If you have trouble getting up in the morning, go to bed on time at night. (78)


Meditation exercise: “Choose a verse and read it over and over, each time emphasizing a different word.”  “Linger on each word, tasting and savoring.” (79)


“There is value in writing in your quiet time even if it is merely to copy a verse out in your own hand or to type it into your computer.” (84)


“When you write, ...you engage another sense—the tactile.  Writing makes demands on an additional part of your brain.  Your total person is more fully involved.  Writing slows you down and keeps you from bounding over ideas without really touching on them.  When you take the time to write something down, you make it more fully your own.  The act of writing brands the thought with your mark, but more important, the thought is given the opportunity to mark you.” (84)


Benefits of writing:

·        promotes meditation

·        aids memory

·        helps you hang on to what you’ve learned so you can return to it (85-6)


“A written prayer list facilitates remembering, stimulates faith, and preserves a record for future generations.” (89)


“Read the Word and pray.  Ponder.  Then go one step further: Capture in writing something of the content and the spirit of what you are learning, thinking, praying, or questioning.” (93)


“In dry times, we miss the sense of God’s presence.” Great men of faith have experienced dry times, for example see Psalm 13.  (96-7)  “Dry periods are part of God’s training program for you, giving you an opportunity to rely more fully on Him.”  (Isaiah 50:10) 


“Passion is a channeled river, not a pervasive swamp.  People of ‘one thing’ are the hot ones.  Are you too scattered to be hot?” (102)


“Spiritual food must be digested as well as ingested.  We deaden our spiritual life when we gulp down knowledge without meditation and application.  Mistaking ‘knowing’ for ‘being’ is the first soul-blunting step toward hypocrisy.” (106)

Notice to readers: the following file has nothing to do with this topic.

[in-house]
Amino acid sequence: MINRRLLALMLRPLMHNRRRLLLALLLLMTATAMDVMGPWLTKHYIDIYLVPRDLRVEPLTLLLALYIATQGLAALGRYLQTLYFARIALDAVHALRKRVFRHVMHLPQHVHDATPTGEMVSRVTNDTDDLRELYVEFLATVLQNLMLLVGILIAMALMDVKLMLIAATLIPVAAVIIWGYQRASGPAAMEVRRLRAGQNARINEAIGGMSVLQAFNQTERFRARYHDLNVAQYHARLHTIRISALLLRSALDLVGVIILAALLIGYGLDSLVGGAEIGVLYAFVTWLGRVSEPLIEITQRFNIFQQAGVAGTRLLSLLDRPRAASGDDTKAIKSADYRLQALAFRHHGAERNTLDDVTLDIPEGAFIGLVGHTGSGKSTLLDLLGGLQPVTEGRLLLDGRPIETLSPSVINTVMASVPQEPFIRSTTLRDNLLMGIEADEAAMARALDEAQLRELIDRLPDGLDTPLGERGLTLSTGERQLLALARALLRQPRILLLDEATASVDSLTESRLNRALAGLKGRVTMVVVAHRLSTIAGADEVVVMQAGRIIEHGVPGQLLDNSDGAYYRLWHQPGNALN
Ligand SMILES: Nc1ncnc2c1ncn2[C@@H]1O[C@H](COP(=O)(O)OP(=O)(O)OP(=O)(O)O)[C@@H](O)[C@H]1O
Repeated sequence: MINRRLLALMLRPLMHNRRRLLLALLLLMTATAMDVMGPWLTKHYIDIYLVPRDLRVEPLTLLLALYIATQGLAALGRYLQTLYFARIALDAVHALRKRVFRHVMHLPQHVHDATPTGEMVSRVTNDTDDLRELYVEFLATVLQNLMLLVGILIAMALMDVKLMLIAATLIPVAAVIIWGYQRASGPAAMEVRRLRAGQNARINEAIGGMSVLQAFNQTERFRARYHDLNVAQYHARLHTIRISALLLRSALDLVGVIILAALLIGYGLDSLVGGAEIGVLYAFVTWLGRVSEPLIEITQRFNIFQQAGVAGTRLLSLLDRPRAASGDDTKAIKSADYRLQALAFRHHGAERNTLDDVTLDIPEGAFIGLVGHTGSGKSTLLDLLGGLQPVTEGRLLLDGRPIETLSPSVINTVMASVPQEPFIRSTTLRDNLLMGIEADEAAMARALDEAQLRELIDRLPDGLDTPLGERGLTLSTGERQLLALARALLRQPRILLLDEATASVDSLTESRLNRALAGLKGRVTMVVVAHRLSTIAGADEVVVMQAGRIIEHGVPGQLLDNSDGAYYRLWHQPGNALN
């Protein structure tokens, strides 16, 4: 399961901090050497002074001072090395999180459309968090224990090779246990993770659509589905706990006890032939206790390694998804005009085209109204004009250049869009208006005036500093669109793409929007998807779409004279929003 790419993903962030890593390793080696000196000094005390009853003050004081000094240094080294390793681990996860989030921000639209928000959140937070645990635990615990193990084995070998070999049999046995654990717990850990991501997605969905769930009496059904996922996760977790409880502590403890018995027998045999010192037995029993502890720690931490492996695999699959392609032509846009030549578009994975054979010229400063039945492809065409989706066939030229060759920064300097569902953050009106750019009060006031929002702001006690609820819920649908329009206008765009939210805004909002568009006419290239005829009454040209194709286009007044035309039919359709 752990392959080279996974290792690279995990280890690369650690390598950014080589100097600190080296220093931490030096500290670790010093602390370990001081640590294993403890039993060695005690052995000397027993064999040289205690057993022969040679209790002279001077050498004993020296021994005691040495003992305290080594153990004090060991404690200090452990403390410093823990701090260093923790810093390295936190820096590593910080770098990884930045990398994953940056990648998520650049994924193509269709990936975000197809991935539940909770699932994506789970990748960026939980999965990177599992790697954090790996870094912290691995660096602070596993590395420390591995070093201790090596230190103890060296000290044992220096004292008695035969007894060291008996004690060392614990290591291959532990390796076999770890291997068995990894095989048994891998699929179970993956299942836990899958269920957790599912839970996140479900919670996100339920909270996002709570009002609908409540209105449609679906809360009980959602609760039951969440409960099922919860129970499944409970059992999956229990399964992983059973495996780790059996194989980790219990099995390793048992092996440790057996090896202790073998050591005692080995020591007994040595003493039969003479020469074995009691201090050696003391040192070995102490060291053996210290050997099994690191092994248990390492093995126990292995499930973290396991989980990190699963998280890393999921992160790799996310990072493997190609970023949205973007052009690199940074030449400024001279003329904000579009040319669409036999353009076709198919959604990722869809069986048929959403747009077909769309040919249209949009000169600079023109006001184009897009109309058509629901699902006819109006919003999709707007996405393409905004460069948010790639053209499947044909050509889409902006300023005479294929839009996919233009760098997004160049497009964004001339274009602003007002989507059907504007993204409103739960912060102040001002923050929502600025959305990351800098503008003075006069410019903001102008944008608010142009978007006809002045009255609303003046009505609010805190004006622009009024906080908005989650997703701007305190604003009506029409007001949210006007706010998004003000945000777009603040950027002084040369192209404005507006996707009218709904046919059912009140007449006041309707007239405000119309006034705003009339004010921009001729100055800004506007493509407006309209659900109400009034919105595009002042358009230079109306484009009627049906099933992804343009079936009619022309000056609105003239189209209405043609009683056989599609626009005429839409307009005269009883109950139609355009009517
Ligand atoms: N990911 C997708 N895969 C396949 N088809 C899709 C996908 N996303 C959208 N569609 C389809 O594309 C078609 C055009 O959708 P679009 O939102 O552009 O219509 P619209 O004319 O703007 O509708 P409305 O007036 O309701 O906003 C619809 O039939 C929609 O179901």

“Habits are not deadening, but habits practiced indifferently are.” (108)


“10 Questions to Ask if Your Spiritual Life Is Dull and Dry

1.      Are you confessing and turning away from sin?

2.      Are you meeting with God regularly?

3.      Are you engaged in practices that dull your spiritual sensitivity?

4.      What were the conditions around your best times with the Lord?

5.      Have you fallen into a rut?

6.      Is poor health or fatigue a factor?

7.      Are you praying for God’s blessing on your life (1 Chronicles 4:9-10) and enlisting others to pray for you?

8.      Have you asked God what He is seeking to teach you through this time?

9.      What is one practice or attitude that might breathe fresh air into your times with God?

10.   Have you told the Lord that you will come to your quiet time even if the dry times continue?”  (108)


“...no large growth in holiness was ever gained by one who did not take time to be often long alone with God.” (115, quoting Austin Phelps in The Still Hour)


“Life is tough.  We live behind enemy lines.  Extended times of prayer shore us up for the battles we face.” (117)


“Remember that Christian service, or ministry, is not what you do for God, but what He does through you.” (123)


“The task of revealing the Father now falls to us.  Jesus prays: ‘As you sent me into the world, I have sent them into the world’ (John 17:18).” (123)


“Your union with Jesus produces a unified life.  This is integrity, wholeness.  The line between sacred and secular in your life is erased.”  “All of life becomes holy.  All things are done for the glory of God.  This is the kind of life that reveals the Father to the world you rub shoulders with every day.”  (124)  “Your life is really His life expressing itself through you.” (126)